DThousands of Internet users in France and Europe are deprived of the Internet due to a potential cyberattack on a satellite network, which according to concurrent sources occurred at the beginning of the Russian invasion of Ukraine.
According to Orange, “nearly 9,000 customers” of a satellite Internet service of its subsidiary Nordnet in France have been denied Internet access following a “cyber-event” that occurred on February 24 within Viasat, a US satellite operator, in which Since he is the customer.
Eutelsat, the parent company of BigBlue satellite internet service, also confirmed to AFP on Friday evening that about a third of the 40,000 BigBlue customers in Europe (Germany, France, Hungary, Greece, Italy, Poland) were affected by the breakdown on Viasat.
In the United States, Viasat said Wednesday that a “cyber incident” had caused a “partial network outage” for customers “in Ukraine and elsewhere” relying on the Ka-Sat satellite.
Viasat did not provide any further details, limiting itself to pointing out that “police and state partners” had been notified and were “assisting” with the investigation.
While the euphemism “cyber-event” left little doubt that it was a cyber attack, the fact was confirmed on Thursday by General Michel Friedling, who heads the French Space Command.
“For a few days, shortly after the start of operations, we have a satellite network covering Europe in particular and Ukraine in particular which was the victim of a cyberattack, with thousands of terminals that were immediately deactivated This attack”, he indicated during a press briefing organized by the Ministry of Defence, specifying that he was talking about “a civilian network, Viasat”.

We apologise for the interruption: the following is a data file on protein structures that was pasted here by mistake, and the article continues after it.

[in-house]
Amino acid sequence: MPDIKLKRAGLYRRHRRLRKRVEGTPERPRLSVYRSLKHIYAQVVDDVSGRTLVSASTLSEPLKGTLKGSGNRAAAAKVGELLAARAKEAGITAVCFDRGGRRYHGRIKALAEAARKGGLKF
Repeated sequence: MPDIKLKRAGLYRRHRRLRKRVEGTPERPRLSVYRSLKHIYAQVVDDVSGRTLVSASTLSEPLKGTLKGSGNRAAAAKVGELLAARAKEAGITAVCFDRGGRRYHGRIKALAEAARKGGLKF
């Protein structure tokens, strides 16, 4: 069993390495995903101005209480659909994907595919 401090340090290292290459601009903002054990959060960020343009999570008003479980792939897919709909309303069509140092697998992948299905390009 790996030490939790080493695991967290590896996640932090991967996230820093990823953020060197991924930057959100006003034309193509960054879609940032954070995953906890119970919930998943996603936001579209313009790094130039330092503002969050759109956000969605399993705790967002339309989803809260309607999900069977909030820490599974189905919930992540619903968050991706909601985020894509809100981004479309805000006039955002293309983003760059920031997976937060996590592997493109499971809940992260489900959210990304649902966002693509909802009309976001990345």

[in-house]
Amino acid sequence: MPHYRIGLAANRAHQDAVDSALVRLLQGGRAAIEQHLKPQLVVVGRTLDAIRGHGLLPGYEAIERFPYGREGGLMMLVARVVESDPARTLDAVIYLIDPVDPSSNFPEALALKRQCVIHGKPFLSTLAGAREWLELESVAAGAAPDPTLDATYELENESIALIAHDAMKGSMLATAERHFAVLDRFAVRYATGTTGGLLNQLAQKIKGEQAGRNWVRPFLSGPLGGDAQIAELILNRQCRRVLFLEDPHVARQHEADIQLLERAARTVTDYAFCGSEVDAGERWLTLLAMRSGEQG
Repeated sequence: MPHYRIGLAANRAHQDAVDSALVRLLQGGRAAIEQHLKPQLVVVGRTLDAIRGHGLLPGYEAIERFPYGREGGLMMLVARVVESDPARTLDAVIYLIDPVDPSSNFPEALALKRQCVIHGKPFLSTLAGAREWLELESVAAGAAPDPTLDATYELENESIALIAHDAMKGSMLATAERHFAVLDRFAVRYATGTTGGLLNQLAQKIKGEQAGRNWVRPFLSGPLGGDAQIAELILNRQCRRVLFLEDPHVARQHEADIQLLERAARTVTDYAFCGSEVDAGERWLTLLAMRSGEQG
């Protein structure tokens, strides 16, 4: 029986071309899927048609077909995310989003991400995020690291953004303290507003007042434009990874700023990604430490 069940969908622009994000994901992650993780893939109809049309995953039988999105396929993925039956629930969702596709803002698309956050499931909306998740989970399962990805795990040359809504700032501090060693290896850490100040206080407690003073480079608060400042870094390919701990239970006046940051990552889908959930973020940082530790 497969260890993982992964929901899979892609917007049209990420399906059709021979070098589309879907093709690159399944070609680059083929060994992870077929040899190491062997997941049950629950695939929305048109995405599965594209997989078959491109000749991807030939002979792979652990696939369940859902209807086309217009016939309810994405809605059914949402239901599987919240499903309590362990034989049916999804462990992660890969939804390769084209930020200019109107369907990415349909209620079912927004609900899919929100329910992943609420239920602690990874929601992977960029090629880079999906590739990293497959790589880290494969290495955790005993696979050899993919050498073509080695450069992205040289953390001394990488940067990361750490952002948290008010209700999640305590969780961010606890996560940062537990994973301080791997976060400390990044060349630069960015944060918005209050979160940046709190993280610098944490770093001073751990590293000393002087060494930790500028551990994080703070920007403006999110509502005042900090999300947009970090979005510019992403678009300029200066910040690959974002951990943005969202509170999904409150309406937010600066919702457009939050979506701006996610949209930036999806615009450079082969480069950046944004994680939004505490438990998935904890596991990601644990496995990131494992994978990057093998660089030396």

Towards the wrath of cyber attacks?
Military and cyber experts fear that the Russian-Ukrainian conflict will lead to an outbreak of cyber attacks, for example “cyber-Armageddon” with significant consequences for civilians in Ukraine and Russia, but also in the rest of the world. The spillover or “splash” effect to refer to the term used recently by a French military officer.
For now, the worst-case scenario seems to have been avoided, with the observed attacks rooted in their impact and geographic scale.
Cybersecurity companies have seen attacks in Ukraine with a new data-devastating virus, the real effects of which are little known.
In Russia, institutional sites have been made inaccessible from abroad, to protect them from denial of service (DOS) attacks that routinely disable them.
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